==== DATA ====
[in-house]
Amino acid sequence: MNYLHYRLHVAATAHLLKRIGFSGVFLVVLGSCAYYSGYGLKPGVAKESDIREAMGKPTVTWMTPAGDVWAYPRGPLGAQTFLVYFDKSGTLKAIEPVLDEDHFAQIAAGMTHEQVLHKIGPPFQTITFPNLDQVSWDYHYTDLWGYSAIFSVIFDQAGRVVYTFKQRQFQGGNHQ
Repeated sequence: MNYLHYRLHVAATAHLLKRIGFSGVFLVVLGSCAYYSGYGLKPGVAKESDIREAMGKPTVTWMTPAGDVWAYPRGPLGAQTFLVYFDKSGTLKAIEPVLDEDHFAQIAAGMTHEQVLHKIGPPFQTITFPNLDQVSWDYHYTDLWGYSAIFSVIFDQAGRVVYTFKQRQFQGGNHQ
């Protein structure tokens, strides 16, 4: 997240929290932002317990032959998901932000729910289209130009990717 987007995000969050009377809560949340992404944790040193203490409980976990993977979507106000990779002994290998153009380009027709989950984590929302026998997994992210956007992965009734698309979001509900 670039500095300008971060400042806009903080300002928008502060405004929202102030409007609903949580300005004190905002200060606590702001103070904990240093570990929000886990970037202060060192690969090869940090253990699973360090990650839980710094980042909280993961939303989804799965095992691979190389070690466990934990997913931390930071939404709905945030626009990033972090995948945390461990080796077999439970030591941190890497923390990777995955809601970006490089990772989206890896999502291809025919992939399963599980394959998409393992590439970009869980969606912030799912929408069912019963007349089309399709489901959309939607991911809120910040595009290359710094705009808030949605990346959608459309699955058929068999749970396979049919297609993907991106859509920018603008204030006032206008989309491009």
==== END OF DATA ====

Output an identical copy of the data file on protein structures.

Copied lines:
[in-house]
Amino acid sequence: MNYLHYRLHVAATAHLLKRIGFSGVFLVVLGSCAYYSGYGLKPGVAKESDIREAMGKPTVTWMTPAGDVWAYPRGPLGAQTFLVYFDKSGTLKAIEPVLDEDHFAQIAAGMTHEQVLHKIGPPFQTITFPNLDQVSWDYHYTDLWGYSAIFSVIFDQAGRVVYTFKQRQFQGGNHQ
Repeated sequence: MNYLHYRLHVAATAHLLKRIGFSGVFLVVLGSCAYYSGYGLKPGVAKESDIREAMGKPTVTWMTPAGDVWAYPRGPLGAQTFLVYFDKSGTLKAIEPVLDEDHFAQIAAGMTHEQVLHKIGPPFQTITFPNLDQVSWDYHYTDLWGYSAIFSVIFDQAGRVVYTFKQRQFQGGNHQ
């Protein structure tokens, strides 16, 4: 997240929290932002317990032959998901932000729910289209130009990717 987007995000969050009377809560949340992404944790040193203490409980976990993977979507106000990779002994290998153009380009027709989950984590929302026998997994992210956007992965009734698309979001509900 670039500095300008971060400042806009903080300002928008502060405004929202102030409007609903949580300005004190905002200060606590702001103070904990240093570990929000886990970037202060060192690969090869940090253990699973360090990650839980710094980042909280993961939303989804799965095992691979190389070690466990934990997913931390930071939404709905945030626009990033972090995948945390461990080796077999439970030591941190890497923390990777995955809601970006490089990772989206890896999502291809025919992939399963599980394959998409393992590439970009869980969606912030799912929408069912019963007349089309399709489901959309939607991911809120910040595009290359710094705009808030949605990346959608459309699955058929068999749970396979049919297609993907991106859509920018603008204030006032206008989309491009």